Recovery from psychosis, psychiatric treatment and “mental illness” has always been a reality for me, regardless of what the system said in the way of diagnoses, labels and lifelong prognoses. I’ve been fortunate. To benefit from what my mother went through. Seeing at first hand her resistance to the treatment and her dignity in living with a label of schizophrenia that she didn’t deserve.
She would have times in her life when the pain of living became too intense and her distress resulted in an altered mind state which psychiatry calls psychosis. It led to a few months locked away, in Murray Royal Hospital, Perth, being subject to forced ECT and other abuses. As a child and young person I didn’t know what she had to put up with in the name of psychiatry, from the 1950’s onwards. She didn’t speak of it when she was well and just got on with her life as usual. Taking care of me and my two younger sisters. Being a good wife and mother.
I can’t speak too highly enough of my mother. The fact that she was subject to a Depixol injection for many of her later years up to her death at age 68 in 1998 makes me sad and causes me pain. Yet she didn’t complain and accepted the constraints that were put upon her by the system. But she deserved far better treatment than what she got. It wasn’t good enough for my mother.
And it was after I became a mother myself that I experienced my first psychosis, following the painful, chemically-induced birth of my second son in 1978, and ended up, voluntarily, in Hartwoodhill psychiatric ward, being forcibly injected with Chlorpromazine until swallowing the 4x100mgs orally. Coerced, separated from my baby and young son. I was 26yrs old and finally understood something of what my mother had been through although I was able to avoid the ECT despite being put under pressure to have it. Escaping from the ward in my pyjamas, aided and abetted by my husband. Having to come back in again because of drug withdrawal side effects.
I remember my mother came to stay after my discharge from the psychiatric ward in 1978, to give me support. It was always in my mind to get off the drugs and to recover. That was a given. A year and no more. In the Spring of 1979 I began to see light at the end of the tunnel and was able to get off the, by that time, 100mgs daily Chlorpromazine, within the year. Told the psychiatrist who wasn’t pleased but I wasn’t bothered because I had recovered my strength and positive attitude. They had no power over me when I was well.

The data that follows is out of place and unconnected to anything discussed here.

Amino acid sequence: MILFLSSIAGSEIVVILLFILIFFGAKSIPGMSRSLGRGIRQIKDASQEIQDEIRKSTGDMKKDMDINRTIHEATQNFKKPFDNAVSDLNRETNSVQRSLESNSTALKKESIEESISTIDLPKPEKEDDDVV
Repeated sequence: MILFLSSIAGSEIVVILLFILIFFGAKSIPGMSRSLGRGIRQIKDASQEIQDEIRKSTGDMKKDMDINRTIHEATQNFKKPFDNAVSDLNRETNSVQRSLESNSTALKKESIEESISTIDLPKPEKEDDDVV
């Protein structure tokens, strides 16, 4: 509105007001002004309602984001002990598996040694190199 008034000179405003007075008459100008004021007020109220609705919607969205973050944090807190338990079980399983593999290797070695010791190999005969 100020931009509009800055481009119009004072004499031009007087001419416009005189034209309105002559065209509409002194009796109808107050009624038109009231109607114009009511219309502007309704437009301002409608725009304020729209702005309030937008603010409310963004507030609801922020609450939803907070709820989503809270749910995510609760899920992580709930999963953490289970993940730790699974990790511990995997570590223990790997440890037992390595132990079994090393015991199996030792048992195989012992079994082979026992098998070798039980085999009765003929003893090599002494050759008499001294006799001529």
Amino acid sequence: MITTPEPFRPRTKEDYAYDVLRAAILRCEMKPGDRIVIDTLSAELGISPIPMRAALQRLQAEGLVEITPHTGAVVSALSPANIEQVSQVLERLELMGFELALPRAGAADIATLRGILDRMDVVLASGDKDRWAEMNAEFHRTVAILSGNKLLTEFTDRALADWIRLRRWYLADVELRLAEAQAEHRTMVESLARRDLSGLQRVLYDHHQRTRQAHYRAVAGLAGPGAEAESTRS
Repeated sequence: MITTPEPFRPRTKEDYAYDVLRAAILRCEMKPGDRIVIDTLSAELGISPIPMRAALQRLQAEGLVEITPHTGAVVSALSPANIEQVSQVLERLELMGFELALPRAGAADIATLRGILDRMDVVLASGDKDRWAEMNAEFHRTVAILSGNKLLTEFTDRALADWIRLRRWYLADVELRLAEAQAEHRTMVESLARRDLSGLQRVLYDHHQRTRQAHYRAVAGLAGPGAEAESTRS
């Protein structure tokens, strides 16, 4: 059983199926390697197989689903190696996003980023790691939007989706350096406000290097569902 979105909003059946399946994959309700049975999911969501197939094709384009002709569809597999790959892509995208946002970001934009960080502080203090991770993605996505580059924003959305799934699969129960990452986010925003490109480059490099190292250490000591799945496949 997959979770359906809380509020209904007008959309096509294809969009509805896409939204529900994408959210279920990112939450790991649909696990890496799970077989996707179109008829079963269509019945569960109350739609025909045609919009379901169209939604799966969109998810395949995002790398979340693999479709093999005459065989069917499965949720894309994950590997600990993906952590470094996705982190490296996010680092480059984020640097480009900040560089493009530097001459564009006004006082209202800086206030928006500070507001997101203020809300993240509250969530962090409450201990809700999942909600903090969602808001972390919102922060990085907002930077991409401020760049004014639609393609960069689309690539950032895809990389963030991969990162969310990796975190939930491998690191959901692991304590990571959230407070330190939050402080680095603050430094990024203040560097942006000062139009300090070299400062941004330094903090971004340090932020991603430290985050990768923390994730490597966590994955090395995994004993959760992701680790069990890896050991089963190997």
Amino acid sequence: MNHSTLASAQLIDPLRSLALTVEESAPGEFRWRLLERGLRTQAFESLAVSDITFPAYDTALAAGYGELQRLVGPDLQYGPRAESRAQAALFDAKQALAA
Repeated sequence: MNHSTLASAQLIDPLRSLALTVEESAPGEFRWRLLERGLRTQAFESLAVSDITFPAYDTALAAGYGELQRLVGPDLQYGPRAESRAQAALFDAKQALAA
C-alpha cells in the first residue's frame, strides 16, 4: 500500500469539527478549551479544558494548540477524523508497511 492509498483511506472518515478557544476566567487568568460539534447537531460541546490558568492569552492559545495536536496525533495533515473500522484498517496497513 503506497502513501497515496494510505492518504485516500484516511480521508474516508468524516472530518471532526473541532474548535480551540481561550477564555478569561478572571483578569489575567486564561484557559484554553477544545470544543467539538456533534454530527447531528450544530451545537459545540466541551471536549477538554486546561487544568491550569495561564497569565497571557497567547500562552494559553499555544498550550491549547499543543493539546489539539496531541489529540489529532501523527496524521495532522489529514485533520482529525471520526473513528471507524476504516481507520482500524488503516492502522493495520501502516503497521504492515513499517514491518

The same thing happened following a painful, induced childbirth with my 3rd son in 1984. A day or so after being discharged from the maternity hospital I was taken in an ambulance to Hartwoodhill and injected with Chlorpromazine, given an internal examination by a doctor, held down by 3 nurses, my husband present. I resisted all the way. Again it took a year to get off the drugs and recover. No more babies for me, said my husband, because I would have wanted a fourth child.
Here are extracts from an Email I sent this morning to a fellow campaigner in mental health matters, remembering my mother:
Strapline: …. my mother – the mental illness mantra – healing and forgiveness – anger – Rights for Life
“I was thinking how my mother did not fight physical ill health. Rather she accepted it and died early at 68. Death is not everything and she believed this, as I do. And she did not have, or did not seem to have, much pain before dying. Wasn’t on many painkillers. Maybe it was easier to accept the lung cancer and die gracefully. Which she did and for which I’m thankful. Although I miss her. She was one in a million.”